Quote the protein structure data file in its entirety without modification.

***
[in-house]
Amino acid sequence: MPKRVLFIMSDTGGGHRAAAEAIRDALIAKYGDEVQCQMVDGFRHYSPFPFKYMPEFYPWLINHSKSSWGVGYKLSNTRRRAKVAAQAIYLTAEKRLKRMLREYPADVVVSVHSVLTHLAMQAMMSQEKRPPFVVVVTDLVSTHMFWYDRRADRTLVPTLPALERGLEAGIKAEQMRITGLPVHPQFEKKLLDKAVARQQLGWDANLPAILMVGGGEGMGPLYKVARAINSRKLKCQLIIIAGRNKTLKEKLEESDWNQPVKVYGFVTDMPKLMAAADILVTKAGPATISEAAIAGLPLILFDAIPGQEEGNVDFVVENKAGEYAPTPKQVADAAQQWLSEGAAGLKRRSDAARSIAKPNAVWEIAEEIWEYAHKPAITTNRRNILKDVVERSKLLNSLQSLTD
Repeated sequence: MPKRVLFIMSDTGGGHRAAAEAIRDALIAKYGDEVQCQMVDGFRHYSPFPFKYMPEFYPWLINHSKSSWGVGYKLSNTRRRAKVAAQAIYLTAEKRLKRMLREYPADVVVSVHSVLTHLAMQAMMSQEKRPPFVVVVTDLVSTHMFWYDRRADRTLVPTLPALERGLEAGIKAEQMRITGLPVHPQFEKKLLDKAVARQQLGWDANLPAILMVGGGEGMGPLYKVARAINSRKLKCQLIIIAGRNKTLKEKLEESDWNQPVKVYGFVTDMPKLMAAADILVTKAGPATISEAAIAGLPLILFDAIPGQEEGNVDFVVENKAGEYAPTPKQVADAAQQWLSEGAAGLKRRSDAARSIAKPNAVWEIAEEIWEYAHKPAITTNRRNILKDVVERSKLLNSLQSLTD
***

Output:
[in-house]
Amino acid sequence: MPKRVLFIMSDTGGGHRAAAEAIRDALIAKYGDEVQCQMVDGFRHYSPFPFKYMPEFYPWLINHSKSSWGVGYKLSNTRRRAKVAAQAIYLTAEKRLKRMLREYPADVVVSVHSVLTHLAMQAMMSQEKRPPFVVVVTDLVSTHMFWYDRRADRTLVPTLPALERGLEAGIKAEQMRITGLPVHPQFEKKLLDKAVARQQLGWDANLPAILMVGGGEGMGPLYKVARAINSRKLKCQLIIIAGRNKTLKEKLEESDWNQPVKVYGFVTDMPKLMAAADILVTKAGPATISEAAIAGLPLILFDAIPGQEEGNVDFVVENKAGEYAPTPKQVADAAQQWLSEGAAGLKRRSDAARSIAKPNAVWEIAEEIWEYAHKPAITTNRRNILKDVVERSKLLNSLQSLTD
Repeated sequence: MPKRVLFIMSDTGGGHRAAAEAIRDALIAKYGDEVQCQMVDGFRHYSPFPFKYMPEFYPWLINHSKSSWGVGYKLSNTRRRAKVAAQAIYLTAEKRLKRMLREYPADVVVSVHSVLTHLAMQAMMSQEKRPPFVVVVTDLVSTHMFWYDRRADRTLVPTLPALERGLEAGIKAEQMRITGLPVHPQFEKKLLDKAVARQQLGWDANLPAILMVGGGEGMGPLYKVARAINSRKLKCQLIIIAGRNKTLKEKLEESDWNQPVKVYGFVTDMPKLMAAADILVTKAGPATISEAAIAGLPLILFDAIPGQEEGNVDFVVENKAGEYAPTPKQVADAAQQWLSEGAAGLKRRSDAARSIAKPNAVWEIAEEIWEYAHKPAITTNRRNILKDVVERSKLLNSLQSLTD